The “One, Two Punch” for Putting Greens

By Todd Lowe, senior agronomist, Florida Region
May 26, 2011

A typical rootzone from a Florida putting green.  This green was aerated with ¾-inch hollow tines and is awaiting the second aeration once the holes are filled with sand. 


Golf courses in our region are beginning, or will soon begin, their summer aeration programs.  Soil cultivation is quite contentious with golfers, but is much needed on Florida golf courses at this time.

Florida putting greens accumulate a significant amount of organic matter.  The nearly 12-month growing season in some areas of Florida, and the quest for green conditioning, encourages rapid buildup of thatch and organic matter.  As a result, cultivation practices like core aeration, verticutting, and sand topdressing must be conducted to keep up with the pace of bermudagrass growth.

Most courses core aerate putting greens three to four times with 1/2-inch or larger hollow tines.  Ideally, the first aeration would occur in mid-May, with each subsequent aeration implemented every six weeks.  With so many corings, the most common complaint we hear on summer TAS visits is, “The aeration holes seem to be just healing, when the greens are punched yet once again.”

An innovative technique to improve putting green playability without sacrificing turf health is to double-core aerate.  Double aeration includes coring the greens, removing plugs, backfilling holes with sand, and then performing this same operation in a slightly different direction the next day.  Large diameter tines (3/4-inch) are often used with this operation to increase sand incorporation into the rootzone and to dilute organic matter.  When large tines are used, putting greens generally require only two double corings each summer.

Double aeration can significantly reduce the number of closings for core aeration.  Courses that normally close three or more times each summer can reduce to twice each summer with double aeration when large tines are used.  Also, it allows the golf course to be open throughout most of May, a time when many courses allow reciprocal play.

The downside to double aeration is that it just takes more time (10 to 14 days) to recover.  Many golf course superintendents take advantage of the closure by performing other necessary practices like cultivation (verticutting, scalping, aeration) of tees, fairways and roughs, or additional projects like tree pruning and drainage/irrigation improvements in the absence of golfers.  Summer months are slow for most Florida golf courses, and closure is more acceptable at this time of year, especially when it improves playability and reduces the number of aerations.


Source:  Todd Lowe, or 941-828-2625 


Partner Links
AmEx image
AmEx image
AmEx image
AmEx image

The USGA and Chevron have committed to using the game of golf to encourage students in science, technology, engineering and math (STEM) disciplines. This commitment has led to the creation of extensive golf-focused STEM teaching tools, and has resulted in charitable contributions to support golf-related programs through Eagles for Education™

At U.S. Open Championships the Chevron STEM ZONE™ is an interactive experience highlighting the science and math behind the game of golf through a variety of hands-on exhibits and experiments.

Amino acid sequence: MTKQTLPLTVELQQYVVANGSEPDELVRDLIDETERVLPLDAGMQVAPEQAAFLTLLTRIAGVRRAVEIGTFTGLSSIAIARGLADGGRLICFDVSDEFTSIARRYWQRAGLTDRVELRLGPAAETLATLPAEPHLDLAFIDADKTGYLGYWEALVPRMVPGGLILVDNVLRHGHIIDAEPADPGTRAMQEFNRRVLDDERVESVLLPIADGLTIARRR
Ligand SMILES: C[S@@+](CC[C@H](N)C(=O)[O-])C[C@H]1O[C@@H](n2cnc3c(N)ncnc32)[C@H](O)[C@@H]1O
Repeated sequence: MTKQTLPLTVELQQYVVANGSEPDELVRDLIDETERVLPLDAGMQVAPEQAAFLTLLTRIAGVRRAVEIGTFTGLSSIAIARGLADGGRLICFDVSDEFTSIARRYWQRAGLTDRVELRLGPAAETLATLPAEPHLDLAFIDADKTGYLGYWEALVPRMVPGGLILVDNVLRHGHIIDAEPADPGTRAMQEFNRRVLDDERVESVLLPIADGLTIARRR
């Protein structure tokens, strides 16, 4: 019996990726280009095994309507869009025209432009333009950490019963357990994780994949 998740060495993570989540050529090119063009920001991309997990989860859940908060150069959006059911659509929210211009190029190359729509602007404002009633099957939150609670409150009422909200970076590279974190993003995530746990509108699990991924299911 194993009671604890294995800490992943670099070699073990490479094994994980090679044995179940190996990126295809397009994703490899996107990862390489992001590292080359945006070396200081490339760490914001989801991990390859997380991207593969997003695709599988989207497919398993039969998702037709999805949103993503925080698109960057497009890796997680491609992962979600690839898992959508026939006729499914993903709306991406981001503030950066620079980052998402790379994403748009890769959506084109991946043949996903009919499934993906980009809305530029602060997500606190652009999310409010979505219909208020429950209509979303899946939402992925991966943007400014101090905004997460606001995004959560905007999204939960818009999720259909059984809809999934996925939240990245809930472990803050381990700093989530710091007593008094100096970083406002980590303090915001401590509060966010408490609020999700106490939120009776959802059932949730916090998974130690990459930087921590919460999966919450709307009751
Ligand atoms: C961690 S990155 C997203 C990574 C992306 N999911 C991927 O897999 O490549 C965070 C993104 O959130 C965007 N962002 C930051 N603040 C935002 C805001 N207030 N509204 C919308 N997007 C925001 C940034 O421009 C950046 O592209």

The partnership has also produced educational materials such as the Science of Golf video series and a nationally-distributed newspaper insert which are provided to teachers as tools to enhance existing curriculum in schools. These lessons teach the science behind the USGA’s equipment testing, handicapping, and agronomy efforts.

For more interactive experiences featuring golf-focused STEM lessons, visit the partnership homepage.

Chevron image

Rolex has been a longtime supporter of the USGA and salutes the sportsmanship and great traditions unique to the game. This support includes the Rules of Golf where Rolex has partnered with the USGA to ensure golfers understand and appreciate the game.

As the official timekeeper of the USGA and its championships, they also provide clocks throughout host sites for spectator convenience.

For more information on Rolex and their celebration of the game, visit the Rolex and Golf homepage.

Rolex image

IBM has partnered with the USGA to bring the same technology, expertise, and innovation it provides to businesses all over the world to the USGA and golf's national championship.

IBM provides the information technology to develop and host the U.S. Open’s official website,, as well as the mobile apps and scoring systems for the three U.S. Open championships. These real-time technology solutions provide an enhanced experience for fans following the championship onsite and online.

For more information on IBM and the technology that powers the U.S. Open and businesses worldwide, visit

AmEx image

Lexus is committed to partnering with the USGA to deliver a best-in-class experience for the world’s best golfers by providing a fleet of courtesy luxury vehicles for all USGA Championships.

At each U.S. Open, Women’s Open and Senior Open, Lexus provides spectators with access to unique experiences ranging from the opportunity to have a picture taken with both the U.S. Open and U.S. Women’s Open trophies to autograph signings with legendary Lexus Golf Ambassadors in the Lexus Performance Drive Pavilion.

For more information on Lexus, visit

AmEx image
American Express

Together, American Express and the USGA have been providing world-class service to golf fans since 2006. By creating interactive U.S. Open experiences both onsite and online, American Express enhances the USGA’s effort to make the game more accessible and enjoyable for fans.

For more information on American Express visit

AmEx image